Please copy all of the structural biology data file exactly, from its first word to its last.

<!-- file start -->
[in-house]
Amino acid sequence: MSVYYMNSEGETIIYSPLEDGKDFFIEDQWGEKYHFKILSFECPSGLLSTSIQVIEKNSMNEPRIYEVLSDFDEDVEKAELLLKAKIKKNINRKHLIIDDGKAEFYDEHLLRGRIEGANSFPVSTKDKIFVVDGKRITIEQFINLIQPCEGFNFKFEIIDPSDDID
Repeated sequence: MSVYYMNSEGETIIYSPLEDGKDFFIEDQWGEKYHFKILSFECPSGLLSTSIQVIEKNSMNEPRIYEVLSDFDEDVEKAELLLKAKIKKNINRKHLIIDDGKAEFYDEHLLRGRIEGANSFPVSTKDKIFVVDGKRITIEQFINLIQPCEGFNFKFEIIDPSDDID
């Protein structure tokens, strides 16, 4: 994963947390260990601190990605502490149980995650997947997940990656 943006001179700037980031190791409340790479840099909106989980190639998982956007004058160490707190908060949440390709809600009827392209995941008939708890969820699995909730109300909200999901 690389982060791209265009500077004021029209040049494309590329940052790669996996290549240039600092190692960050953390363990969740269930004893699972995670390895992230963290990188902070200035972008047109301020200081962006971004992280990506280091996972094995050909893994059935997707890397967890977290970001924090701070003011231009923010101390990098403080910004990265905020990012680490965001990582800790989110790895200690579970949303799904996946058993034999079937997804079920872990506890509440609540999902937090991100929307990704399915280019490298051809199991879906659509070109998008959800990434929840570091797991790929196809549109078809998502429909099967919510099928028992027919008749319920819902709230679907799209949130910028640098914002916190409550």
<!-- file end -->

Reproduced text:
[in-house]
Amino acid sequence: MSVYYMNSEGETIIYSPLEDGKDFFIEDQWGEKYHFKILSFECPSGLLSTSIQVIEKNSMNEPRIYEVLSDFDEDVEKAELLLKAKIKKNINRKHLIIDDGKAEFYDEHLLRGRIEGANSFPVSTKDKIFVVDGKRITIEQFINLIQPCEGFNFKFEIIDPSDDID
Repeated sequence: MSVYYMNSEGETIIYSPLEDGKDFFIEDQWGEKYHFKILSFECPSGLLSTSIQVIEKNSMNEPRIYEVLSDFDEDVEKAELLLKAKIKKNINRKHLIIDDGKAEFYDEHLLRGRIEGANSFPVSTKDKIFVVDGKRITIEQFINLIQPCEGFNFKFEIIDPSDDID
């Protein structure tokens, strides 16, 4: 994963947390260990601190990605502490149980995650997947997940990656 943006001179700037980031190791409340790479840099909106989980190639998982956007004058160490707190908060949440390709809600009827392209995941008939708890969820699995909730109300909200999901 690389982060791209265009500077004021029209040049494309590329940052790669996996290549240039600092190692960050953390363990969740269930004893699972995670390895992230963290990188902070200035972008047109301020200081962006971004992280990506280091996972094995050909893994059935997707890397967890977290970001924090701070003011231009923010101390990098403080910004990265905020990012680490965001990582800790989110790895200690579970949303799904996946058993034999079937997804079920872990506890509440609540999902937090991100929307990704399915280019490298051809199991879906659509070109998008959800990434929840570091797991790929196809549109078809998502429909099967919510099928028992027919008749319920819902709230679907799209949130910028640098914002916190409550």